Friday, 14 September 2012
12. Bennie Moten's Kansas City Orchestra: 1930 - 1932
To borrow a football (soccer) expression, this is an album of two halves. The first half of these recordings were made between 1930 and 1931. The final ten tracks were recorded at a single session on December 13th 1932. Both sets are excellent and are a great representation of where jazz music was heading for the rest of the decade. However the inclusion by Moten of bassist Walter Page on the December session really elevates these songs into jazz history. It didn't hurt that he also employed a young Ben Webster to blow some tenor sax as well.
Bennie Moten's recording career from 1923 to 1932 is a perfect microcosm of the jazz world from those eras. His first recordings in 1923 were influenced by ragtime. Three years later his recordings would echo the more sophisticated sounds made popular by the incredibly famous Fletcher Henderson. Yet it was while touring incessantly with Kansas City Orchestra around the "territories" in the late 20's that Moten developed a more unique sound. The riffing style that he popularised was to become the hallmark of swing jazz in the mid 30's.
Another incredibly popular territory band of the time was The Blue Devils, led by bassist Walter Page. Many of the musicians that played with The Blue Devils were to become very famous in late years, including Lester Young, Jimmy Rushing, Eddie Durham, Oran "Hot Lips" Page and Count Basie himself. Rather than do battle with this band, Moten decided to simply offer them better contracts and so over time many of them came over to the Kansas City Orchestra. Page himself joined in 1931 after he could no longer keep the band intact. Page's bass style was nothing short of revolutionary and as such completely changed the sound of Moten's band and sowed the seeds of the sound that would become synonymous with The Count Basie Orchestra a few years later.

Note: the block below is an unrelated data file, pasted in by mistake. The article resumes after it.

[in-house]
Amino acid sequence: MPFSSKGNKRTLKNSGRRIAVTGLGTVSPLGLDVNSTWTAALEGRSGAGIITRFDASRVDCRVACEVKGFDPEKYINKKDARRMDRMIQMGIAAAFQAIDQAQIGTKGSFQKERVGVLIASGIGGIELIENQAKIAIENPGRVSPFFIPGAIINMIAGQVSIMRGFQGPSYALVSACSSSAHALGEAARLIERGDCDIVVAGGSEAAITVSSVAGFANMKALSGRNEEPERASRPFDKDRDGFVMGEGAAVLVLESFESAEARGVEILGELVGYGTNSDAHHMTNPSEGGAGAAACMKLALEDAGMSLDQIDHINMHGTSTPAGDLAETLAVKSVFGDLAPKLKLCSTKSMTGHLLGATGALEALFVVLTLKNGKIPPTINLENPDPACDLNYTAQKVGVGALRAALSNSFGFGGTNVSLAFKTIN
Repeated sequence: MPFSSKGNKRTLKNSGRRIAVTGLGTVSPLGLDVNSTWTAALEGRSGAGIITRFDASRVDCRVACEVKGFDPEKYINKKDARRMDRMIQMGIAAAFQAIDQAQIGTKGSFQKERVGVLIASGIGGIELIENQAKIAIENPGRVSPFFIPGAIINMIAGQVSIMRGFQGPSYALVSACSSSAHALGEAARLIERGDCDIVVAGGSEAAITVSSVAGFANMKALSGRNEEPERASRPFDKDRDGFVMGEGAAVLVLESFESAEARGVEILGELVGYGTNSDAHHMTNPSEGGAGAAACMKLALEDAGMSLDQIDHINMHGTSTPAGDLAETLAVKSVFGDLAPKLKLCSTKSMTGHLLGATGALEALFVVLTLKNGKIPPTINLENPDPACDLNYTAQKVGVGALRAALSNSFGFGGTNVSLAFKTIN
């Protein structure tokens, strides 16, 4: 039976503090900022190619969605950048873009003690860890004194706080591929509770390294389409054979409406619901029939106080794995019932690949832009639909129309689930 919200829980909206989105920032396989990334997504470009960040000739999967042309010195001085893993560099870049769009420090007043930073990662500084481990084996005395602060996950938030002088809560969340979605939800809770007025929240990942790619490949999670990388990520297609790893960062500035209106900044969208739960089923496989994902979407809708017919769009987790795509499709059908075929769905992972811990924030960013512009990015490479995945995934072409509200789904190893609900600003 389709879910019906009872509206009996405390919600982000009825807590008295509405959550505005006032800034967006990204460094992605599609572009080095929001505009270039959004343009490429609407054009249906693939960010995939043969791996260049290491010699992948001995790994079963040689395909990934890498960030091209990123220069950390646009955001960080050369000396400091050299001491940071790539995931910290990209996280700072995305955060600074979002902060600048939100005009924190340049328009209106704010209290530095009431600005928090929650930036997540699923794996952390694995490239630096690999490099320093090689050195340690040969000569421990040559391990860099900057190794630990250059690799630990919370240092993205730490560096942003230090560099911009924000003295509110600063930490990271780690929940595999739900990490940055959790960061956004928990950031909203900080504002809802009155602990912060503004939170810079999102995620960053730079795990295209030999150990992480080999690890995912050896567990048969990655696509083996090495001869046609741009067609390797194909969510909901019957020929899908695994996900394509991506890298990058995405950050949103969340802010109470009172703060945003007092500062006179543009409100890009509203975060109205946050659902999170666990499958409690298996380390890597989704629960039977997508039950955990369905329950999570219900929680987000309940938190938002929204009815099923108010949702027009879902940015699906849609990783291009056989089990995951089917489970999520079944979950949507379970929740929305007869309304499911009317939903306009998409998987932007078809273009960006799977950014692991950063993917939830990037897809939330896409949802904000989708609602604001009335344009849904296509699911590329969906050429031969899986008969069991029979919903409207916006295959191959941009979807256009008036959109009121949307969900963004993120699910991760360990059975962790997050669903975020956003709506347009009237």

The December session would include artists who would go on to make up the Count Basie Orchestra in 1936. Walter Page's impact was immediate and his walking bass style jumps out of the album from "Toby" onwards. Freeing up Basie's left hand meant that his trademark light piano style would mark a decisive shift away from the busy stride piano style popular in the 20's. "Moten Swing" was Bennie Moten's most famous track. It's riff style was to become emblematic of the big band sound of the 1930's and well beyond. The Rat Pack and the Las Vegas scene of the early 60's would have sounded very different without the influence of this track. The brass section simply jumps off the record. Hot Lips Page's solo was notable for being remarkably un-Armstrong in its approach. His solo in the wonderful "Lafayette" was also nothing short of superb.
This is an great album that demonstrates a music in flux and is a great showcase for early Basie.
1 The Count
2 Liza Lee
3 Get Goin' (Get Ready To Love)
4 Professor Hot Stuff
5 When I'm Alone
6 New Moten Stomp
7 As Long As I Love You (Jeannette)
8 Somebody Stole My Gal
9 Now That I Need You
10 Bouncin' Round
11 Ya Got Love
12 I Wanna Be Around My Baby All The Time
14 Moten Swing
15 The Blue Room
17 New Orleans
18 The Only Girl I Ever Loved
19 Milenberg Joys
21 Prince Of Wails
22 Two Times